Monkey Beach

Front Cover
Alfred A. Knopf Canada, 2000 - Blind - 377 pages
From the winner of the Winifred Holtby Prize: a rich and haunting story of a family on the edge of heartbreak. Monkey Beach is a breathtaking novel - and the first ever published by a Haisla writer.

Jimmy Hill is a 17-year-old swimmer and Olympic hopeful with everything going for him: talent, charm, and devastating good looks. Much sought out by local boy-chasers, Jimmy dates a different girl virtually each week until he falls in love with Karaoke, the tough-as-nails village beauty. And then comes the horrifying phone call: Jimmy has vanished at sea.

Left behind is Lisamarie, Jimmy's wayward older sister who has carved out a delicate peace with her family at last, including the brother she too often casually wished would disappear. Through her we meet the unforgettable Hills: her loving parents, struggling to marry their Haisla heritage with Western ways; her uncle Mick, Native-rights activist and Elvis fan; her self-reliant grandmother Ma-ma-oo, guardian of tradition. But Lisamarie has other advisors less tangible or trustworthy: ghosts, Sasquatches, and animal spirits that weave their lessons through the book.

Monkey Beach is a spellbinding voyage - one that gives full scope to Robinson's renowned ability to make bedfellows of comedy and the dark underside of life. Informed as much by its lush, living wilderness as by its colourful characters, Monkey Beach is a startling coming-of-age story, and a multilayered tale of family grief and redemption.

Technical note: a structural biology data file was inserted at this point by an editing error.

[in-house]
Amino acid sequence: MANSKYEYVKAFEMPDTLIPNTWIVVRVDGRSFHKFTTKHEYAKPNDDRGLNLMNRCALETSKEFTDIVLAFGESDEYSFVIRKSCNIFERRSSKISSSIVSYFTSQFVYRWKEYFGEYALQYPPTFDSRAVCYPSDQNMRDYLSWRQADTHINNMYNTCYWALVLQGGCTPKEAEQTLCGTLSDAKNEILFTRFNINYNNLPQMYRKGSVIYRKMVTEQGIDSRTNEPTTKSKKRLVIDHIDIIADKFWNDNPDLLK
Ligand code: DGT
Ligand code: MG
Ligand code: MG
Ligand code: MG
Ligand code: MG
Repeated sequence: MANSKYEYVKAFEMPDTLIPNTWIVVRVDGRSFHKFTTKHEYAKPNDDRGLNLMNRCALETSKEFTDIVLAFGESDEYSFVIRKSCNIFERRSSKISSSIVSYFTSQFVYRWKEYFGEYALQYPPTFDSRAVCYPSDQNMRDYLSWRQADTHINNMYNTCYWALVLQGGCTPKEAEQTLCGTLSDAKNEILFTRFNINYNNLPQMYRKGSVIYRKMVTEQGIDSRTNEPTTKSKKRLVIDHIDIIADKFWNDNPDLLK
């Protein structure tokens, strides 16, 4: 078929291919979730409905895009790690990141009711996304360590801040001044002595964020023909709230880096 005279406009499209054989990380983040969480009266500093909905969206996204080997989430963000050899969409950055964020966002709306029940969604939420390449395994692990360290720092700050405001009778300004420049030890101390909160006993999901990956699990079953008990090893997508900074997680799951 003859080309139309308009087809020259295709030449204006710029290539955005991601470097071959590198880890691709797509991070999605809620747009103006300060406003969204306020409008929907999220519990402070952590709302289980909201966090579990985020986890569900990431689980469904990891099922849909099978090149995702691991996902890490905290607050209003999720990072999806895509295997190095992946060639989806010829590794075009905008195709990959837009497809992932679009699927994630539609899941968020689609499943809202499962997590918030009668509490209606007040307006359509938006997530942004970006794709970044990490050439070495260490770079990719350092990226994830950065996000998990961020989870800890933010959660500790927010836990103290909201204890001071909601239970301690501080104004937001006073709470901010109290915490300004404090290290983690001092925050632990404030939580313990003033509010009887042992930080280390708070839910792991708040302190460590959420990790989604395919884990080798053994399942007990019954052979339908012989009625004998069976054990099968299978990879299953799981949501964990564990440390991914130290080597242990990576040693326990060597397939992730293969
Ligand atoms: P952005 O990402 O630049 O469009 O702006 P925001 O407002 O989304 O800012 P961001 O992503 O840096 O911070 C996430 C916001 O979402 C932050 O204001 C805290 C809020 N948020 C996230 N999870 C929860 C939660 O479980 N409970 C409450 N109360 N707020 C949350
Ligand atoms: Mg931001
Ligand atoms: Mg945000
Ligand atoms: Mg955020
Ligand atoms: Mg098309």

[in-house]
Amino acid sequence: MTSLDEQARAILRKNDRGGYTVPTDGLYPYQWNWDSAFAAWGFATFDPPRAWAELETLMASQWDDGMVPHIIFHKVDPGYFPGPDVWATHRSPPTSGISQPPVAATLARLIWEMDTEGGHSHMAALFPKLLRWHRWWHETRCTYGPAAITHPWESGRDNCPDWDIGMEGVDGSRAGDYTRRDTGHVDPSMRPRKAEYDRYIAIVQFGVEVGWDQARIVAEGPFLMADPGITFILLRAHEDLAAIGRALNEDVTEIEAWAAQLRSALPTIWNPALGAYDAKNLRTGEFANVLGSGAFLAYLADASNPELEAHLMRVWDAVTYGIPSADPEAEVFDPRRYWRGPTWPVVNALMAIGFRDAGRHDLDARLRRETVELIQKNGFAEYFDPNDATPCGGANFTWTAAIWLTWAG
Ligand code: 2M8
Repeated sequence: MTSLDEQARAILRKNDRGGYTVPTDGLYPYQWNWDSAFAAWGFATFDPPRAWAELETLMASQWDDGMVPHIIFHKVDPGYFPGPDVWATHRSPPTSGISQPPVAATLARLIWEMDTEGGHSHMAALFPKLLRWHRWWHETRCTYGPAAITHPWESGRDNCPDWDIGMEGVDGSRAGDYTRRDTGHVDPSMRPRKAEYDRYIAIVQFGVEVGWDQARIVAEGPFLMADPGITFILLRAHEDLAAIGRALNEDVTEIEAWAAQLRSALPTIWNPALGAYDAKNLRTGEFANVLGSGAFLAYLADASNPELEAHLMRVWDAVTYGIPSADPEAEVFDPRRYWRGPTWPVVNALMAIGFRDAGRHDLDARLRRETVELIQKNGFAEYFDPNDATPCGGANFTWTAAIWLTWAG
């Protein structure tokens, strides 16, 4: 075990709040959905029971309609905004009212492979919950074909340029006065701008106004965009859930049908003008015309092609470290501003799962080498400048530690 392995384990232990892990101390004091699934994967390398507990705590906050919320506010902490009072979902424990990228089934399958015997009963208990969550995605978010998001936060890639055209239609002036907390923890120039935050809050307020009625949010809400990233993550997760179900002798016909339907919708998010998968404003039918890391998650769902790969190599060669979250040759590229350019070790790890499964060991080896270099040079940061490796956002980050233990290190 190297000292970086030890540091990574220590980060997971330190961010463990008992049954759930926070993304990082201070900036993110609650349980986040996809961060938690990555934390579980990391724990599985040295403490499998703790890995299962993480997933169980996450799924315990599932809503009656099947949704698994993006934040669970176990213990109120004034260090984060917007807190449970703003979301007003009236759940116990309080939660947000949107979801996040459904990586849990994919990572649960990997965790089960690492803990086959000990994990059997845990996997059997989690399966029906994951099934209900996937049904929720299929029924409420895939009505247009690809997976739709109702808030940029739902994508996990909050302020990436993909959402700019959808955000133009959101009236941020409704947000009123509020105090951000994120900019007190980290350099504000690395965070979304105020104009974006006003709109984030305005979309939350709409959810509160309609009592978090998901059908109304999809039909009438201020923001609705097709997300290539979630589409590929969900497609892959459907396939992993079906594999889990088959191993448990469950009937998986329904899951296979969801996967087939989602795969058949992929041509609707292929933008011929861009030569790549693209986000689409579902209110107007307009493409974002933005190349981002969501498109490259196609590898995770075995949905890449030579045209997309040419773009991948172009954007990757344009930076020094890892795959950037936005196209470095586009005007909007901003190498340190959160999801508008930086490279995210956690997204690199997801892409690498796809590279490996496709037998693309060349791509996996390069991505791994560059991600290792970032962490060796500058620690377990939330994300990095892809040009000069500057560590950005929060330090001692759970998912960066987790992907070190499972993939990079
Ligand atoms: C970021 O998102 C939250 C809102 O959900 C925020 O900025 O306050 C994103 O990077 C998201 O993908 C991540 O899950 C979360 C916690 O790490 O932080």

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LibraryThing Review

User Review  - munchie13 - www.librarything.com

Absolutely fabulous book! I struggled a bit with appreciating the ending despite normally feeling good about things being left ambiguous. I guess I was more invested in the characters than I normally am (which speaks to the character development). Would read again in a heartbeat. Read full review

LibraryThing Review

User Review  - Lindsay_W - www.librarything.com

Monkey Beach is a poignant read that sheds light on the lives of Indigenous people living in a remote part of the British Columbia coast. On one hand, the book shares fascinating insights into Haisla ... Read full review

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About the author (2000)

Eden Robinson is a thirty-one-year-old Haisla woman who grew up near Kitamaat, BC. Her previous collection of stories, Traplines, was awarded the Winifred Holtby Prize for the best first work of fiction in the Commonwealth, and was a New York Times Editor's Choice and Notable Book of the Year. She lives in North Vancouver.

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